Talking Teaching

April 2, 2012

in the lecture theatre – but definitely not giving a lecture!

Today’s class was a real experiment for me, & although I try lots of different things in my classes, it was also a step outside my normal comfort zone. (But hey! life would be a bit boring if we always stayed safely inside that zone!) Why? Because I put into practice an idea I stole from my friend & colleague Kevin Gould (who also very kindly let me use the resources he’d developed): today was ‘design-a-plant’ day, & probably to anyone looking into the lecture theatre during the first 30 minutes or so it would have looked as if chaos definitely ruled.

Last Friday I gave everyone an information sheet: descriptions of the features of leaf, stem & root that you might see in plants adapted to different environments. Today I trotted off to the lecture room with a box full of overhead transparency sheets, overhead pens, & printed scenarios (descriptions of a particular environment). The lecture theatre was already full – everyone had come ahead of time! This definitely wasn’t usual (it’s not that they normally trickle in late, but we’re talking seriously early) – obviously they were expecting something special. Gulp.

So I put up these slides:

then once they’d sorted out their groups I dished out pens, transparencies, scenario sheets (& copies of the info sheet for those who’d forgotten them), & away we went on a mutual journey of discovery. After all, this wasn’t my idea & I had no idea how it would really work out.

Well! The class erupted into happy, productive noise. I know it was productive because while they talked, argued, explained & persuaded, I circulated, listened in, & answered the occasional question. Those with computers had them open – looking up information related to their scenario. (Next time someone asks a question that I can’t answer on the spot, I’m jolly well going to get someone else to google it for me!) They drew, & altered their drawings, & drew some more. The original 20 minutes stretched towards 30, & still they were focused on what they were doing. I was almost sorry to interrupt :-)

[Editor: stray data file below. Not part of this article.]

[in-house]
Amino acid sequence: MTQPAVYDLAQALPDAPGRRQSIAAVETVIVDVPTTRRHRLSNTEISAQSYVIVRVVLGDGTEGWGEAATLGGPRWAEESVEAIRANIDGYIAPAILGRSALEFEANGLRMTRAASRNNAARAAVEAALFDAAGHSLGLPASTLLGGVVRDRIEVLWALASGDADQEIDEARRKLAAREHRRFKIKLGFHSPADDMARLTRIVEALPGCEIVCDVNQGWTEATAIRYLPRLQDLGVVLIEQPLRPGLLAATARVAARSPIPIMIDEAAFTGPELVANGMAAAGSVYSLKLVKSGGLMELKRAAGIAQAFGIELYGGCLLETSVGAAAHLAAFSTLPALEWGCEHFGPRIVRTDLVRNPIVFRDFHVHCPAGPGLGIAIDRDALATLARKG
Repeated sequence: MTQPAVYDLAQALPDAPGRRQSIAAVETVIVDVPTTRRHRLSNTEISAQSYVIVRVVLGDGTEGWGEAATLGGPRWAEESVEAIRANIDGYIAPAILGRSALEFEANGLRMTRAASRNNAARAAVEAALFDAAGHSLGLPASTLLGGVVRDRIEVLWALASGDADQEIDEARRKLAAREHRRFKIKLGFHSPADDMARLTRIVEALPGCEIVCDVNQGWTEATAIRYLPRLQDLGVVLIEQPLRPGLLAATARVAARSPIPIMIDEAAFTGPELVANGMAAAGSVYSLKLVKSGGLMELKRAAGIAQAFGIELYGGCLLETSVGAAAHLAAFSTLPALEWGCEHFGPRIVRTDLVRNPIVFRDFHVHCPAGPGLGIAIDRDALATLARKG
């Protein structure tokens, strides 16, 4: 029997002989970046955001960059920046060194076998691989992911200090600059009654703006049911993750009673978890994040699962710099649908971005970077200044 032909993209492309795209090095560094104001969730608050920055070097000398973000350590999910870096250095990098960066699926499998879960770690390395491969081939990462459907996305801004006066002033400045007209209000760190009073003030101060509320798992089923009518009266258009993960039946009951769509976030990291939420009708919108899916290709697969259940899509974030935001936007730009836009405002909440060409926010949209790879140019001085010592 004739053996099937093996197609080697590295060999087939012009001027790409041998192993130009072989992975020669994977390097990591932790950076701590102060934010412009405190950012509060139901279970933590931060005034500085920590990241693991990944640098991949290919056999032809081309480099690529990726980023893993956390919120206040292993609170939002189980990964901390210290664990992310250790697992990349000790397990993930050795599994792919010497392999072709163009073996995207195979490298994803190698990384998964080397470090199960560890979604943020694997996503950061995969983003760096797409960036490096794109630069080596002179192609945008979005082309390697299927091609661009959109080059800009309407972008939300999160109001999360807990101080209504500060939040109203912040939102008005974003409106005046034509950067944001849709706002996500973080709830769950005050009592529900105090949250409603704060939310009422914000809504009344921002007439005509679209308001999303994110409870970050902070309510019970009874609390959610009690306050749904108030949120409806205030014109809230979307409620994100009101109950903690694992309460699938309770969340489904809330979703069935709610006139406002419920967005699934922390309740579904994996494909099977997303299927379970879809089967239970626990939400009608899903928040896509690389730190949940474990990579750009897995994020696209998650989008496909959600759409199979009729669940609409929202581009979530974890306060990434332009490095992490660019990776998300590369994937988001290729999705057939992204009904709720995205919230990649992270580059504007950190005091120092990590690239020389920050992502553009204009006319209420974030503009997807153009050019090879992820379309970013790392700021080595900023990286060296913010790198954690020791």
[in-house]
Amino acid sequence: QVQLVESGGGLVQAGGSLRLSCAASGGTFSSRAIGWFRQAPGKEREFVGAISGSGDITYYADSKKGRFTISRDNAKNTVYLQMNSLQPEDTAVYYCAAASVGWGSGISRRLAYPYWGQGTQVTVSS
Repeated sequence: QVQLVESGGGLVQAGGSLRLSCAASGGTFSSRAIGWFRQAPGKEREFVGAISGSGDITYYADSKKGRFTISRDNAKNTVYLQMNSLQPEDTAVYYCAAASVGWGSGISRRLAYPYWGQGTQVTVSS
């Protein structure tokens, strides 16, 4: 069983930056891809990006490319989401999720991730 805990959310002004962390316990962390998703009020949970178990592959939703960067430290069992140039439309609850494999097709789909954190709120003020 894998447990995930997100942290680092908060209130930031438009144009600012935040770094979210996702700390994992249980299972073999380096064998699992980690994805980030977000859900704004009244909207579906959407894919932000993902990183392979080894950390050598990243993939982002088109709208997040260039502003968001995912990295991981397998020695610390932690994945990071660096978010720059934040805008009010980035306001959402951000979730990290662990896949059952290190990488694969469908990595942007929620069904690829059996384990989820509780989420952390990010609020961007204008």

Then, I called for volunteers. A hand went up almost immediately, & its owner came down to the overhead projector, not looking too nervous. She picked up the microphone, described her group’s scenario, & showed – & explained – their response. The next speakers followed just as quickly, and each speaker received a round of applause as they finished.

But the proof’s in the pudding – just what sort of plant had they designed? Well, they didn’t necessarily look like plants that my botanical colleagues could have put a name to, but nonetheless, the explanations each group gave for their particular design were sound, & science-based. They’d obviously taken on board not only the info on that fact sheet, but also the material we’d been looking at in lectures & that they’d found on line. And they’d had fun doing it. (I particularly liked the Nepalese Death Vine – the eerie noise of the wind passing through its herbivore-deterring spines apparently puts the locals off harvesting it, lol – and the Serengeti ‘cactus’ that traps water in basin-like leaves, but when there’s a fire the plant’s transpirative water loss is such that its tissues become flaccid and it wilts, spilling that water onto the ground where the dampness keeps the worst of the fire at bay.) Plus – so far, the feedback for this exercise on our Moodle page is all positive: students felt it definitely helped their learning about plants.